Feelings of anxiety and uncertainty are not often associated with elites and people with power. Yet, these feelings might influence their behaviour and practices much more than would be assumed at first sight. Hence, this panel addresses these aspects in order to enhance the understanding of power.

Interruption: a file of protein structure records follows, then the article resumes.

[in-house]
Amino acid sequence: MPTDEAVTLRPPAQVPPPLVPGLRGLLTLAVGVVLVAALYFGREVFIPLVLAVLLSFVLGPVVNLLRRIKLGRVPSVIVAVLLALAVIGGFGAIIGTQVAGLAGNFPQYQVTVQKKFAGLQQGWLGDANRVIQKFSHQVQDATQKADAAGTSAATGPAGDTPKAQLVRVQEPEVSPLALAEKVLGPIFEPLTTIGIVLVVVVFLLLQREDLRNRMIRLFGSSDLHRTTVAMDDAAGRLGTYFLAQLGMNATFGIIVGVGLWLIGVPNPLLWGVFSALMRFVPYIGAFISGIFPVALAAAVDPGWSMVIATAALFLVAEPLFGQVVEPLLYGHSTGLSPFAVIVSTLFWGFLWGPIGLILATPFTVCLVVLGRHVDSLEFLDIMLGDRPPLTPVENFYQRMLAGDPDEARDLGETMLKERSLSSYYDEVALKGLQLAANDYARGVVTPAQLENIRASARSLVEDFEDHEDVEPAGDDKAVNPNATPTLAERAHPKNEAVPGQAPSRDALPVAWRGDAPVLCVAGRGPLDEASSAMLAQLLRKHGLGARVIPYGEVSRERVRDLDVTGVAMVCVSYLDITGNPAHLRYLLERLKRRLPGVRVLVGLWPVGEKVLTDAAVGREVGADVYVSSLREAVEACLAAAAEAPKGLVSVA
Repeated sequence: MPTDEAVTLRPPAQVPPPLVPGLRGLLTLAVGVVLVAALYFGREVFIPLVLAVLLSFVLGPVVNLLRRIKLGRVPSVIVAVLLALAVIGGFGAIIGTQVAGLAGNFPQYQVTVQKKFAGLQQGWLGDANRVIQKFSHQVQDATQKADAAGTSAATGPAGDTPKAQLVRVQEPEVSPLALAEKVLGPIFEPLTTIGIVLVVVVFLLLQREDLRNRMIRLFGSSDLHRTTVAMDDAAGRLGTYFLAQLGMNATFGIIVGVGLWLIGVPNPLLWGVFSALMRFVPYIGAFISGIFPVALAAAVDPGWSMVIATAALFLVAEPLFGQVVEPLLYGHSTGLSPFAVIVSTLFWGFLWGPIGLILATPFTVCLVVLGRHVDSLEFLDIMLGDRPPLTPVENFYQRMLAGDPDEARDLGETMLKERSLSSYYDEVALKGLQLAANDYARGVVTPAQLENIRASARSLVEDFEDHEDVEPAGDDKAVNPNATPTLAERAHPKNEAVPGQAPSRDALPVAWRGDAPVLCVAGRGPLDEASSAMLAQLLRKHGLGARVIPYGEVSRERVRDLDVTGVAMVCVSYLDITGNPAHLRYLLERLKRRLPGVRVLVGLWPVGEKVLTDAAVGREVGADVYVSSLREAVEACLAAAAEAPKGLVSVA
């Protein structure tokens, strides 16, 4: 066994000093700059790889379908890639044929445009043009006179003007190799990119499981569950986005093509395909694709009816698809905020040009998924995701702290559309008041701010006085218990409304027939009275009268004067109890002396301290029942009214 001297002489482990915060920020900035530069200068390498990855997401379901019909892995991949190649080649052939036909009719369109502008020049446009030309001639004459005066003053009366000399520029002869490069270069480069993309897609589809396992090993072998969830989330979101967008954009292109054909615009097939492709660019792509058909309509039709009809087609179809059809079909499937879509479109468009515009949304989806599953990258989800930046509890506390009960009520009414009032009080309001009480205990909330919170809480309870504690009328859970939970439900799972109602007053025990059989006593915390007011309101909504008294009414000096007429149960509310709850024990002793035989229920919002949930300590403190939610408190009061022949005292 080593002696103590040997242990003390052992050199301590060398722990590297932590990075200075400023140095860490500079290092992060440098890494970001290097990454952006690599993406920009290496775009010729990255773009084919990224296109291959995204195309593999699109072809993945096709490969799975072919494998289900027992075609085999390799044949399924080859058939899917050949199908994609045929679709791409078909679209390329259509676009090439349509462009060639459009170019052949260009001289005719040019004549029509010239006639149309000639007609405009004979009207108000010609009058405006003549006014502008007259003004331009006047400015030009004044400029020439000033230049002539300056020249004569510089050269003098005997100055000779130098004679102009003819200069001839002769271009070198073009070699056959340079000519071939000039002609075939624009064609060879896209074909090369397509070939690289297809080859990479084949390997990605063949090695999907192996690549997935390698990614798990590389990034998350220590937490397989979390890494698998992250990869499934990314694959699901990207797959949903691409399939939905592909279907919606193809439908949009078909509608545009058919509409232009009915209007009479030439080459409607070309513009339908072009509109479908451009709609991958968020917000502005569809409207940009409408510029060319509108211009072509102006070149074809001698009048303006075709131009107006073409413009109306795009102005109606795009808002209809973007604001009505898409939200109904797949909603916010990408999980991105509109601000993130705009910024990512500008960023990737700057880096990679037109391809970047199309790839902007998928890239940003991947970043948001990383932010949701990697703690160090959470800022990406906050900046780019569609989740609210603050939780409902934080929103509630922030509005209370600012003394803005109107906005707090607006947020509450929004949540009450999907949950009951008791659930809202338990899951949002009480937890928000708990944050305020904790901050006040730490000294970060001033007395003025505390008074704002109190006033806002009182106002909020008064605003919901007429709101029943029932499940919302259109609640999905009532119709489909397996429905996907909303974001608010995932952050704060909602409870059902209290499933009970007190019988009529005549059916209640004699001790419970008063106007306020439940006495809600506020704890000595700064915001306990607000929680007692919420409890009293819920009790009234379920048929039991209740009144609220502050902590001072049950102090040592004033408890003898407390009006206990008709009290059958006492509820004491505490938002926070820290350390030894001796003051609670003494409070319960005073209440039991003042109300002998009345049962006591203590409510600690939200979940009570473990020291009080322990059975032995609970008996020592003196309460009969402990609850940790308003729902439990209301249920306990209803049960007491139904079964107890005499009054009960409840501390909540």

Uncertainty, anxious feelings and bearing the consequences of chaos are themes predominantly associated with vulnerable and marginalised groups. Elites and people with power are often associated with confidence and conviction. These groups, however, are per definition small, making them vulnerable to the moods of other (much more numerous) social groups. Consequently, insecurity and perceptions of loss, potentially masked by an air of confidence, appears to influence their behaviour and practices much more than would be assumed at first sight. Anthropology has largely neglected elites and their roles, focusing instead on the poor and marginal. To counterbalance this tendency, this panel seeks to address the role of elites (financial, political, intellectual, etc.) and power holders' (police officers, military personnel, etc.) feelings of, among others, insecurity and uncertainty, in order to enhance the understanding of power. They, after all, are part and parcel of social interactions and power relations, and we cannot fully grasp power and issues of marginalisation if we do not include a profound understanding of these groups. The panel focuses on how elite perceptions (and fears) of marginalisation, poverty and other social groups' potential to use force shape elites and power holders' operations and actions. But it will also include a focus on the internal workings of perceptions and (status) anxieties, as the potential for conflict and rivalry within the confined boundaries of elite and powerful groups should not be underestimated - (in)directly shaping their stand towards the 'outside' world.